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In the previous post, How to Recolour a Chipboard Alphabet, I showed how to add colour to plain chipboard and blend the colour so the texture of the chipboard showed through. In this tutorial, I will show you how to go a step further and add pattern or distressing to the chipboard using Photoshop (PS).
The previous tutorial also explains how to move the letters from the .png file (found in the Fall Edition of Hello 2014 digital kit) to a New or Open file, so refer to that first if needed.
Adding a Pattern to Chipboard:
The first step is to select the letters (CMD/CTRL + Layer Thumbnail) which results in marching ants around the edges of the letters. At the bottom of the layers panel select Create New Fill Layer (half-filled circle icon) and choose Pattern from the drop down menu.
The Pattern Fill menu will appear. Select the type of pattern and scale/size. Click OK and the pattern will appear only on the letters chosen. If you need to change the type or size of pattern, the menu can always be accessed by double clicking on the Pattern Fill Layer Thumbnail.
To blend the pattern, choose a blending option from the top of the layers panel. For chipboard, the Multiply blend works well and lets the texture of the chipboard show through. But sometimes, experimenting with the blending options can result in great,unexpected effects, so try to play around with it.
The end result is chipboard with a bit more character that can be customized to any layout.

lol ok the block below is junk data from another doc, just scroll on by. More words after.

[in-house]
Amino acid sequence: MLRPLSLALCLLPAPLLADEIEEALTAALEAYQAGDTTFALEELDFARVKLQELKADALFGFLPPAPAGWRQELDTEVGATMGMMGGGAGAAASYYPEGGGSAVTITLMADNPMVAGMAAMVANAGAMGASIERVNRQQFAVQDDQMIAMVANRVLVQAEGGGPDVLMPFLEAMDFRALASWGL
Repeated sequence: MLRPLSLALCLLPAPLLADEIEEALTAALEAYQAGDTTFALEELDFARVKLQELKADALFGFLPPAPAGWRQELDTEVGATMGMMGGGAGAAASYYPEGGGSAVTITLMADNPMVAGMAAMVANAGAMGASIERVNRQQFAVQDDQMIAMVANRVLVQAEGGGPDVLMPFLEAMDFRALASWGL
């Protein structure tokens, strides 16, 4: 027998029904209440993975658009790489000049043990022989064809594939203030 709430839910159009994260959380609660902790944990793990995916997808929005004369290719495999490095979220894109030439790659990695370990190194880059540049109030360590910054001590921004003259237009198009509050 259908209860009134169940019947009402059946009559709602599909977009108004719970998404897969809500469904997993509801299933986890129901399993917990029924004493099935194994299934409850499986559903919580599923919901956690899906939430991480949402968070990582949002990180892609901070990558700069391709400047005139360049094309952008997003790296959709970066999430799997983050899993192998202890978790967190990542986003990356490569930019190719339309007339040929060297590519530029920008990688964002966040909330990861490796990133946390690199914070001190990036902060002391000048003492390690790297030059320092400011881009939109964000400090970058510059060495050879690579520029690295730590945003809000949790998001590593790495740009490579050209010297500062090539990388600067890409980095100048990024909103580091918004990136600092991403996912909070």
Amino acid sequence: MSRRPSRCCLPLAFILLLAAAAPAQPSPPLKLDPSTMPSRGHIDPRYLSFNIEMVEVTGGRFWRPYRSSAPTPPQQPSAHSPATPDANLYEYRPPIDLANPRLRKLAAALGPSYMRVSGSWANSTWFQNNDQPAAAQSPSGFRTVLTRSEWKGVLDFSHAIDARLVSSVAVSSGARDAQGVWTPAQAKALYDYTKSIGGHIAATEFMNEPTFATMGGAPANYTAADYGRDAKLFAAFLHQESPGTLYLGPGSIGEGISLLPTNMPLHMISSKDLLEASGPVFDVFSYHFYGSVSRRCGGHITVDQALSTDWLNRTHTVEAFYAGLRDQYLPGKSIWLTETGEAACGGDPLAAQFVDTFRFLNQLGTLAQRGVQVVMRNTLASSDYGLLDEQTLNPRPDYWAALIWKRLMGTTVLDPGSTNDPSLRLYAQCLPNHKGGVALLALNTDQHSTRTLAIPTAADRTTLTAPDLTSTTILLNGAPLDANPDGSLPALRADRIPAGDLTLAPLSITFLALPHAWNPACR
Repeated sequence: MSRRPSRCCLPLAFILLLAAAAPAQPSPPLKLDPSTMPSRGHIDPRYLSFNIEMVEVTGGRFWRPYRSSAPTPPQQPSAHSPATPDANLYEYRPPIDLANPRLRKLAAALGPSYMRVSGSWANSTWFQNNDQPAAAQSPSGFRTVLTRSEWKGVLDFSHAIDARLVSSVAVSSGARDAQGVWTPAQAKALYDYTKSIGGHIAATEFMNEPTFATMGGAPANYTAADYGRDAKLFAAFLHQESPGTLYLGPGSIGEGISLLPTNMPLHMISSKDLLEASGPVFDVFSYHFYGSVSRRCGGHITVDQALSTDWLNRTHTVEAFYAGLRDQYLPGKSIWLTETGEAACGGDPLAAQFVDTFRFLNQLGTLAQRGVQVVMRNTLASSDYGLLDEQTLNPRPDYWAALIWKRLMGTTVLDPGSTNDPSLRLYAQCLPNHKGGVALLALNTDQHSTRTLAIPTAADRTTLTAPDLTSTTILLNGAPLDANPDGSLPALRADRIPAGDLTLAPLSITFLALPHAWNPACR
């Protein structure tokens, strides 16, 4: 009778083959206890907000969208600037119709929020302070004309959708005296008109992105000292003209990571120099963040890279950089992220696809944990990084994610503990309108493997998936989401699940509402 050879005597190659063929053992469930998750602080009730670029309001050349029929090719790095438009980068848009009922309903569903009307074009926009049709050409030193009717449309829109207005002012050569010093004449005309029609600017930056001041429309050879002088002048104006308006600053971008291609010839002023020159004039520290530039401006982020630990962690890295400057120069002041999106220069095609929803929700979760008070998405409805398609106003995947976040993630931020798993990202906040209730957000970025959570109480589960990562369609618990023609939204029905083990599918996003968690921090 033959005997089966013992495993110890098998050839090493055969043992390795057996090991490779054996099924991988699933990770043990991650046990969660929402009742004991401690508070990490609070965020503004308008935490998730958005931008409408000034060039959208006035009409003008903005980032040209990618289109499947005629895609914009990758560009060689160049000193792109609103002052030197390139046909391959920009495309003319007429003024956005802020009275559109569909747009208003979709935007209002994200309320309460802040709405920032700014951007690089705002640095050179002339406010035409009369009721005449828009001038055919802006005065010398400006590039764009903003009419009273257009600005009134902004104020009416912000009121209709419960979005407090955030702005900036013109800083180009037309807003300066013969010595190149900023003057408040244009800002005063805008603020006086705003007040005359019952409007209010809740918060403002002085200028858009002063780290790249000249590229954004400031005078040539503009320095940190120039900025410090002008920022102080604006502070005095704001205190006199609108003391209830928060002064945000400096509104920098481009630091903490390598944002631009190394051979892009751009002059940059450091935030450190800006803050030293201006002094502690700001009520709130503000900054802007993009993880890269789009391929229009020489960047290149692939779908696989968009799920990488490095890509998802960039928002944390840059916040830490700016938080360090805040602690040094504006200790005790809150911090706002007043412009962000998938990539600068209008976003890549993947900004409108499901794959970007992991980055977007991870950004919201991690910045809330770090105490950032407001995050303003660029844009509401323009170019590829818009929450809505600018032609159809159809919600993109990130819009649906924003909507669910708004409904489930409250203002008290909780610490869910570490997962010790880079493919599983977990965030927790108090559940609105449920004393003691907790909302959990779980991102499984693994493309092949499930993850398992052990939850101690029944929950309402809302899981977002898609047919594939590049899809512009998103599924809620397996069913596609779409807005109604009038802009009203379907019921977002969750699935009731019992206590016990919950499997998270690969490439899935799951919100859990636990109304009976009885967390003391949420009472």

To distress the chipboard, we begin by selecting the letters as usual (CMD/CTRL + Layer Thumbnail), but when adding colour, we want to pull it away from the edges of the letters a bit. To do that go to Select > Modify > Contract, and from the menu that appears select “Contract By 10 Pixels” > OK.
As seen below, the new selection has pulled away from the edge of the letters by 10 pixels. Now add some colour: Create New Fill Layer > Solid Color > Choose colour.
And, once again, change the blending option from Normal to Multiply.
Now comes the tricky part… distressing! We want the chipboard to look like it was sanded on the edges. Click on the Color Mask (the black box linked with the Color Fill layer) and make sure it is highlighted. Then make sure the Foreground Colour is set to black. Select the Brush Tool, choose a spatter-like brush from the menu, and change the size to 70-100 px. Also, ensure the Brush Mode is normal. Then start clicking with the spatter brush around the edges of the colour to give a distressed or sanded look.
If nothing happens when using the brush, double check that the Colour Mask is highlighted, not the Colour Fill Layer Thumbnail. Or if the spatter shows up outside the letter, make sure the foreground colour is set to black and not white. I only mention these two tips because I made both of these mistakes when I first learned how to distress chipboard!!
Distressing a letter takes a bit of time and patience but is well worth it in the end!
Here is a layout I created using patterned and distressed chipboard: (Digital kits “One For The Album” and “Scenes From Real Life” by One Little Bird Designs.)
The first part of the chipboard title “LOOK UP” has been recoloured and a subtle polka dot pattern added over top. There was already a lot of patterns on this layout and I didn’t want the pattern of the chipboard to clash. I also clipped and blended an arrow shape to the word “UP”. The second part of the title “WAY UP” was simply distressed for some added texture to the page.
I hope, after this two-part tutorial, you are inspired to play around with the chipboard alphabet.
Reminder: The chipboard alphabet is available free for a limited time (until Sept. 30, 2014) as part of the Fall Edition of the Hello 2014 digital kit. Visit Birdwing Paper Designs Facebook Page and click “Like” to get this free kit.
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